The relationships between the respective political structures and political parties present considerable « official » differences but these differences are greatly reduced when is considered what is happening in practice. In Canada, the CLC is officially committed to one particular party — the New Democratic Party — although affiliation to the party is left within the local unions' discretion contrary to the situation prevailing in Great Britain where the decision to affiliate is taken at the top level of the labor organization. About 20% of the total CLC membership is affiliated to the NDP concentrated mainly in large industrial unions such as the United Automobile Workers and the Steel Workers which account for 56% of the total affiliated members and in Ontario where 65% of the affiliated members are located.
Officially, the American labor movement is neutral in politics and continues to « reward its friends and to punish its enemies » in the same traditional fashion initiated by Gompers. Practically much more « friends » are within the Democratic Party than the Republican Party and it can be said that the AFL-CIO is now as much committed to the election of Democratic candidates as the CLC Is to the election of NDP candidates.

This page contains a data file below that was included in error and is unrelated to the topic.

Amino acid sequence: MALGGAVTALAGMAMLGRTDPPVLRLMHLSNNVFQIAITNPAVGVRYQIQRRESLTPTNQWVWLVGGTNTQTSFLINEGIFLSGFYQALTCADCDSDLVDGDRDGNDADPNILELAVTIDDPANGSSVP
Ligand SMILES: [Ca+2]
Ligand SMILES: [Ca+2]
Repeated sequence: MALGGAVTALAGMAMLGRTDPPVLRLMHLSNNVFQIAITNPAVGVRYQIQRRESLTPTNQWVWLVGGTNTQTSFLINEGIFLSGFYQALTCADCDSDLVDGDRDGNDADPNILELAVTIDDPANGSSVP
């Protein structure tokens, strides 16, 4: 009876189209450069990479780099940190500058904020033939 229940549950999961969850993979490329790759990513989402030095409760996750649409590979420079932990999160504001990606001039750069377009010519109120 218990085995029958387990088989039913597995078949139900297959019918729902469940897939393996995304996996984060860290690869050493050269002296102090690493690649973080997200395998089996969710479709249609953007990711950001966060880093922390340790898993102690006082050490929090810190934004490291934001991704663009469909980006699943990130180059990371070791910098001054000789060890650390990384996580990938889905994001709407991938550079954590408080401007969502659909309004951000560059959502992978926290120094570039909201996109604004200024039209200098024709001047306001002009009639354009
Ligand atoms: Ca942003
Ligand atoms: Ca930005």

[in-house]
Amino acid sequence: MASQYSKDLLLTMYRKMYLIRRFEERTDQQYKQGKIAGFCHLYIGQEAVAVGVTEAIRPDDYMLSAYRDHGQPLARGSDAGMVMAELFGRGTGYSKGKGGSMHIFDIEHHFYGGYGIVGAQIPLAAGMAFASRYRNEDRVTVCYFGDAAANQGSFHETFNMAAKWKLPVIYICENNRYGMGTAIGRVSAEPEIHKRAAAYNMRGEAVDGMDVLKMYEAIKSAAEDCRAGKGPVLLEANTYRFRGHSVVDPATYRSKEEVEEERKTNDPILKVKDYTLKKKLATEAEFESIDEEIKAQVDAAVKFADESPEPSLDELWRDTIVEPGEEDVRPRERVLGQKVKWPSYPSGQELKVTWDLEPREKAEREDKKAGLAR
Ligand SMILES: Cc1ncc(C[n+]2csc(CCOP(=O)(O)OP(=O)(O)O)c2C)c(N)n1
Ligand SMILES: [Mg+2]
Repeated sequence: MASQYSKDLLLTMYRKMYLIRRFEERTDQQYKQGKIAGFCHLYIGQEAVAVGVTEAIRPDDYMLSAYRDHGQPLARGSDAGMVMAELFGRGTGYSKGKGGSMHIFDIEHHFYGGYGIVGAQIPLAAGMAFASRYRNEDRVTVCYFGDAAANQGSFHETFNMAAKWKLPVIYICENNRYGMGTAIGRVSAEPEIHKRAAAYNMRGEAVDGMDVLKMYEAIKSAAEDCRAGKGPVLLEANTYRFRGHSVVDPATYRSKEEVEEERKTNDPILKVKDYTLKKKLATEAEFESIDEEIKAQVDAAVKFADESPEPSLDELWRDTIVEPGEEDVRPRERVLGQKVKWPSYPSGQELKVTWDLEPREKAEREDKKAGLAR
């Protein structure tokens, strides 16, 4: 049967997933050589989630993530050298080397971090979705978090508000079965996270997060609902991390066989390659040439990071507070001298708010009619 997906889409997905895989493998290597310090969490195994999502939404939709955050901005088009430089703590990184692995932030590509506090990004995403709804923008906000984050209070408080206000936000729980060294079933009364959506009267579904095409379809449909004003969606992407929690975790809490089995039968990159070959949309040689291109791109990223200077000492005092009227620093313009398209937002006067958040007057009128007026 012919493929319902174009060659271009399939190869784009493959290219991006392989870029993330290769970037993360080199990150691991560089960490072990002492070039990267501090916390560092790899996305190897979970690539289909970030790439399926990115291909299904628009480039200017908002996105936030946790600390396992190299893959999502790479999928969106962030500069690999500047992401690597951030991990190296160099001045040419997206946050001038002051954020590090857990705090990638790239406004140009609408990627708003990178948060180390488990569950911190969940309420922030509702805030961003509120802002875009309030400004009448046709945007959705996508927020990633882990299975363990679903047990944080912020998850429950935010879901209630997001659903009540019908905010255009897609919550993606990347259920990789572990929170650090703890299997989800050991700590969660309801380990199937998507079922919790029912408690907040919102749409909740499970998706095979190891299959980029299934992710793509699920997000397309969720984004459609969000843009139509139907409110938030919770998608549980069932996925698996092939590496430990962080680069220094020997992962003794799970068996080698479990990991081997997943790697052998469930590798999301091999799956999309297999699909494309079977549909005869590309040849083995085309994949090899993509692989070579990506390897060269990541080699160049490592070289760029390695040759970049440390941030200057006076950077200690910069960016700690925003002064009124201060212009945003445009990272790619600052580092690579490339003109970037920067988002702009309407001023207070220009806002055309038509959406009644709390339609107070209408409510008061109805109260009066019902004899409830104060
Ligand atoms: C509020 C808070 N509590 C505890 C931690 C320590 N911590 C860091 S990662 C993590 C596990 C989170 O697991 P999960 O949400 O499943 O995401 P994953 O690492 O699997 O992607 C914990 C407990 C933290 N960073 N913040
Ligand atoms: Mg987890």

Despite the CLC commitment to endorse the NDP and despite its financial aid to the party, the most common means of influencing the rank and file vote is a simple oral appeal to the members. The only practical and effective support given by the grass-root political committees at the provincial and local levels comes from the 20% membership affiliated to the NDP. In the United States, COPE engages itself into a wide range of activities that go from ringing doorbells to running a candidate's race. These activities are outlined in COPE's political action handbook, convincingly entitledHow To Win ? The four most important are : a) the registration of union members, their relatives and their friends ; b) the education of union members on issues and candidates; c) the efforts to get the members to vote on election day ; d) the collection of voluntary dollars for COPE to help elect liberal candidates. It is to be noted that in the United States unions' spending for political purposes are regulated closely by a Corrupt Practices Act (Smith-Connally) while in Canada, except in British Columbia and Prince Edward Island, no specific legislation prevents unions' spending for political purposes.